Gradual Evolution and a Few Catastrophies
TheÂ orbitsÂ of the bodies in the Solar System to scale (clockwise from top left). Click here for original source URL.
Gas and dust condensed quickly into small particles throughout the collapsing solar nebula. Most planetesimals accreted onto the planets, scattered into the Oort cloud, or were left stranded in the asteroid belt within 50 to 100 million years - the first 1% to 2% of the solar system’s age. The leftover planetesimals then crashed into the planets and their satellites, forming craters. Lunar rocks taught us that this process continued throughout the solar system for first 500 million years - about 10% of the solar system’s age. At this point, the mayhem stopped, for the most part. Most planetesimals had disappeared from interplanetary space. The remaining gas and dust in the solar nebula had been blown away by the outward pressure of radiation and gases streaming out from the Sun. The comets and asteroids that remain today hit planets at a lower (and roughly constant) rate. They are basically leftover planetesimals.
Georges-Louis Leclerc, comte de Buffon. Click here for original source URL.
The growth of the planets according to this scenario produced certain regularities in the solar system: planetary orbits that lie in the plane of the Sun's equator, regular spacing of planet
orbits, orbits that move in the same direction as the Sun’s rotation, planets that spin in the same sense as they move around the Sun, and small axial tilts of planets. These regularities require smooth evolutionary growth from a system of many small planetesimals, not a catastrophic creation in a chaotic system. Early theories of solar system
formation tended to invoke rare catastrophes in order to explain the existence of planets. For example, French naturalist Georges Buffon suggested in the mid-1700s that the Sun had crashed into a passing star, and the resulting debris formed the planets. More recent calculations show that such collisions would be extremely rare. If planets required such an accident, less than one in a million stars would have planets. However, we have detected enough extrasolar planets to suggest that formation of planets may be a fairly "normal" process - a byproduct of how stars themselves form.
One of the advantages of the modern picture of planet
formation is that it can explain the few irregularities of the solar system
by a few catastrophic events. These catastrophic events involved collisions or near-misses of the young planets with the remaining planetesimals. Most planetesimals were very small compared to planets, but the largest one or two near any given planet would have been an appreciable fraction of the size of that planet. As each planet grew, it experienced collisions of different magnitudes. If the largest collision was strong enough, it could have had lasting effects on the planet.
Image of Uranus. Uranus' rotation axis lies nearly in the plane of the solar system, instead of nearly perpendicular like the other planets. Click here for original source URL. Artist's depiction of the giant impact that is hypothesized to have formed the Moon. Click here for original source URL.
There are several examples of this in the solar system. A Mars-sized planetesimal
may have hit the Earth late in its growth. The material that was blown off coalesced into the Moon. Uranus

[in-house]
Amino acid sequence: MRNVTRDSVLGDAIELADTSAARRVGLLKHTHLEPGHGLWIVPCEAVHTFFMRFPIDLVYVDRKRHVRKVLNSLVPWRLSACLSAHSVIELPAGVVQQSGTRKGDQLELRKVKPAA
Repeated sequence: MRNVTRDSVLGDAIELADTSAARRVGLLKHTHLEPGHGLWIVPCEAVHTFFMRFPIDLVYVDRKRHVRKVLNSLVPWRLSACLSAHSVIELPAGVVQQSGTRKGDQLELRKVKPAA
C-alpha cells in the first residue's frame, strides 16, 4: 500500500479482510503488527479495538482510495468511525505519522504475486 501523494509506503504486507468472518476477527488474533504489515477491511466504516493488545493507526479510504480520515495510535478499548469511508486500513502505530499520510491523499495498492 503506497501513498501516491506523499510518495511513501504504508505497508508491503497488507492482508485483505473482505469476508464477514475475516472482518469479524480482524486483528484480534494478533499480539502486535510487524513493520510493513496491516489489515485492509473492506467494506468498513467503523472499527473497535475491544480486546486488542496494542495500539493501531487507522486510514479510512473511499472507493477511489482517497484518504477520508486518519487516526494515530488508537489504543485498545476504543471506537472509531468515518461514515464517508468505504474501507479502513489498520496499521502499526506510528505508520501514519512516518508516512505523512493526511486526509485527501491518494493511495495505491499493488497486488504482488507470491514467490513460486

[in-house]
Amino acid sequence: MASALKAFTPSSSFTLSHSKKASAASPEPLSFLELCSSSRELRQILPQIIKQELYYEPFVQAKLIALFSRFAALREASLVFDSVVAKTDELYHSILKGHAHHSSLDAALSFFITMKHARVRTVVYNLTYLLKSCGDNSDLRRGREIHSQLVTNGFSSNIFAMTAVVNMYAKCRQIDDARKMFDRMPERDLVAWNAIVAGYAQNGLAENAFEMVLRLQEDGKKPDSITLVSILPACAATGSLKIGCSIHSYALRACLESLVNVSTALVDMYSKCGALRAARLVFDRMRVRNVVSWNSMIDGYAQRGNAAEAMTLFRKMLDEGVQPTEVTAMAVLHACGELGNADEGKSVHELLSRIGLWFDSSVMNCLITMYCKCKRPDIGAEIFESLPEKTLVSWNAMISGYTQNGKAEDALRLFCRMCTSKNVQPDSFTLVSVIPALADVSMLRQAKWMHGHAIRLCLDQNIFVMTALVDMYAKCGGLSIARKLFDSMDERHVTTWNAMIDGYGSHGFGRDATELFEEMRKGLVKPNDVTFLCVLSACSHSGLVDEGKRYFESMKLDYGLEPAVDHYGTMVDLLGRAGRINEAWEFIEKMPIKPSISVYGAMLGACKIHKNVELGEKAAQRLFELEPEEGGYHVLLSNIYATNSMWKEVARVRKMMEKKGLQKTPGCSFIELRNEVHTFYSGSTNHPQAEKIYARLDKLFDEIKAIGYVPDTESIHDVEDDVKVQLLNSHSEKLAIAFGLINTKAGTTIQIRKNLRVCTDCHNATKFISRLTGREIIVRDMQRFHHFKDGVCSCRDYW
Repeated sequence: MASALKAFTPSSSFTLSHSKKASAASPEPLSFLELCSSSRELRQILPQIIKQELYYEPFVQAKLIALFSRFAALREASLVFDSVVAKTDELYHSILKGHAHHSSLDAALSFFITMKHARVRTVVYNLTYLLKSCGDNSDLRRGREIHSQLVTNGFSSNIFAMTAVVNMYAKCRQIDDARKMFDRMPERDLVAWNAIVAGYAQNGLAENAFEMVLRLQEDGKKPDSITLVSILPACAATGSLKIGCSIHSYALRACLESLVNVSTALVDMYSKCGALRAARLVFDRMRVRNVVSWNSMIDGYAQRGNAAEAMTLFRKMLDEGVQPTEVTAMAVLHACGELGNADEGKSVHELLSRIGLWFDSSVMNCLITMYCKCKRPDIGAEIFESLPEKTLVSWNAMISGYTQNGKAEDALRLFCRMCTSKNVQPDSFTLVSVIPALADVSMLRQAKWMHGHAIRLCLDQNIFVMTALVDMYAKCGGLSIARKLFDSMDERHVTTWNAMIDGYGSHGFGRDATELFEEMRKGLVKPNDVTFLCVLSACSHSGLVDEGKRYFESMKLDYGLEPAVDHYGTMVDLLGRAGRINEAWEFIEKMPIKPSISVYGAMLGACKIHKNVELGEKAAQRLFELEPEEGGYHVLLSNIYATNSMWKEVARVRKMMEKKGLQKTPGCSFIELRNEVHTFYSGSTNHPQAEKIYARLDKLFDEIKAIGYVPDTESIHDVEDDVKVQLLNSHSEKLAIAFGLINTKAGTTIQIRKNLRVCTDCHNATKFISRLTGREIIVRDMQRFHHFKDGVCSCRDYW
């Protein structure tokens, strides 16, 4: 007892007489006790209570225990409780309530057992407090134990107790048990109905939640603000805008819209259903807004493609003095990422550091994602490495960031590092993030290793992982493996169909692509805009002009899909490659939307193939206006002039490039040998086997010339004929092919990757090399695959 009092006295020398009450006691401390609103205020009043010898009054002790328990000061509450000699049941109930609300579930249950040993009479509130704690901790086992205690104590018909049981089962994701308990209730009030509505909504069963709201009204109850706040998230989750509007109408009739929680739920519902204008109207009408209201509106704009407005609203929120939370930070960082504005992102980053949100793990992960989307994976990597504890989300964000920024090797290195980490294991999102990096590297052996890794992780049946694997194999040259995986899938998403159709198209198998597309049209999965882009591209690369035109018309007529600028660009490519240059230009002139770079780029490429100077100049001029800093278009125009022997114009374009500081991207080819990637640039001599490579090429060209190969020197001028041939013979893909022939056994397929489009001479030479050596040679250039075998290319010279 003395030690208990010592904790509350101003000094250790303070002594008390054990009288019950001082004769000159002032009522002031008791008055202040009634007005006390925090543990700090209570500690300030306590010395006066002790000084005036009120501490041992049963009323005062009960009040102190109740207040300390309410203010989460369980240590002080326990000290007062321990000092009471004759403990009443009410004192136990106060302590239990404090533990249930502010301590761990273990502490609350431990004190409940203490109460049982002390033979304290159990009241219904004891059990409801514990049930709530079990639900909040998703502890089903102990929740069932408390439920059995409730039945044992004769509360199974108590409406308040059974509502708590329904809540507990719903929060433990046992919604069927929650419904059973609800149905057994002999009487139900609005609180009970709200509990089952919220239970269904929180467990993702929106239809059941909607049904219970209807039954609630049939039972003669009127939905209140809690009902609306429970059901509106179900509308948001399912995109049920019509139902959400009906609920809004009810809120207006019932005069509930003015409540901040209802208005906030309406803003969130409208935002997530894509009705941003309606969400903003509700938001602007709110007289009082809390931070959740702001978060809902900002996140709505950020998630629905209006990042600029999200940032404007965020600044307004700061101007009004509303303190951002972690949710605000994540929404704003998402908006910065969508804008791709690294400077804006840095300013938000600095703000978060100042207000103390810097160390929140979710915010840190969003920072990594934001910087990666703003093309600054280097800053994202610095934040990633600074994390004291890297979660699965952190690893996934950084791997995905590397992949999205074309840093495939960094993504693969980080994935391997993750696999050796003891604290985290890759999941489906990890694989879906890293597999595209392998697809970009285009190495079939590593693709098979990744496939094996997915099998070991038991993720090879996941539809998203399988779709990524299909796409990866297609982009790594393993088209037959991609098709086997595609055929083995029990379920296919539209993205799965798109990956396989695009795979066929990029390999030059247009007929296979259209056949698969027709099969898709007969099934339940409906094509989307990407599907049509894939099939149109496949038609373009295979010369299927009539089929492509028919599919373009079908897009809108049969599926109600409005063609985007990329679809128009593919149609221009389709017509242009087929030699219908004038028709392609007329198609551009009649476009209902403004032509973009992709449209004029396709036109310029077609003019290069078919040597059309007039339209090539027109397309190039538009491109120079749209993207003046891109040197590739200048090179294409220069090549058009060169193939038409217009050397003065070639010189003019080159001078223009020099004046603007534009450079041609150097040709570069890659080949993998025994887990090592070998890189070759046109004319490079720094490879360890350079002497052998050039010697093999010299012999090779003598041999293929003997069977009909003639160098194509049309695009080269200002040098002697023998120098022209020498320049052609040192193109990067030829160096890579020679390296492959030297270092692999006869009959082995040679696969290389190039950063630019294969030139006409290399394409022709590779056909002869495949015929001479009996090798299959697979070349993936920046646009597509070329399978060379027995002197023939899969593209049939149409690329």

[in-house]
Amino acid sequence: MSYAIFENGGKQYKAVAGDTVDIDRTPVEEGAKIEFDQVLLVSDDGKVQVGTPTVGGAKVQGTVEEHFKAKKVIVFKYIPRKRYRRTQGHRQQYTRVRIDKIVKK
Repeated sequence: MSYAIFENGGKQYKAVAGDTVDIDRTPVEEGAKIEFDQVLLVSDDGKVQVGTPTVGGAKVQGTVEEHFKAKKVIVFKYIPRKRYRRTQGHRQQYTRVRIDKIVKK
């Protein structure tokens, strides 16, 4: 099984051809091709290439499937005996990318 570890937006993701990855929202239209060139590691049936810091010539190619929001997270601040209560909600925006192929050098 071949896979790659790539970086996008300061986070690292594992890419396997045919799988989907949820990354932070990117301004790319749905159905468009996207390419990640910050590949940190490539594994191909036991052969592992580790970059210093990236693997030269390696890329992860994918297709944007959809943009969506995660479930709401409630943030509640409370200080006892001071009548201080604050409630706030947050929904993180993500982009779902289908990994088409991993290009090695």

was probably also hit by a relatively large planetesimal, tipping its rotation axis
to lie nearly in the plane of the solar system, instead of perpendicular to it like most other planets. Other properties of the solar system
- such as the geological differences between the hemispheres of Mars, Venus’s retrograde rotation, and Mercury’s large core
- may all trace their origins back to large impacts. The largest impacts may not have been big enough to completely randomize the properties of planets and their orbits, but they were large enough to give planets their individuality!
The “detective work” that led to a theory
for the formation of the solar system was very successful. Astronomers can account for all the general features of the solar system. However, this raises some general questions about the scientific method. Do we know the theory is unique, or could there be another explanation for these facts? How many "peculiarities" do we have to explain away before the formation scenario is compromised? Remember that we are engaged in a form of archaeology - all the relevant events took place several billion years ago. The legend of the Cyclops started long ago when hunters found the skull of an elephant and misinterpreted the hole where the trunk connects for a large, central eye socket. Could we be misinterpreting evidence, too? At present, most scientists don’t think so.
of formation may not get every detail of the solar system
right, but it accounts for all the main features, and it has great explanatory power. The physical principles of gravitational collapse
are well understood. The limitations of the theory reflect a fundamental property of complex physical systems - they are not deterministic. Determinism means that the entire history of the solar system can be predicted, once you know the starting conditions. We know this is not true. Orbits are chaotic - small perturbations lead to large changes in the eventual outcome. This is not a deterministic process. We might have enough confidence to predict that planets are a natural consequence of star
formation, but we can’t say how many planets might form around a star, or what their characteristics might be, because the system is chaotic. There’s only one way to find out - we have to look.
Author: Chris Impey
Editor/Contributor: Ingrid Daubar-Spitale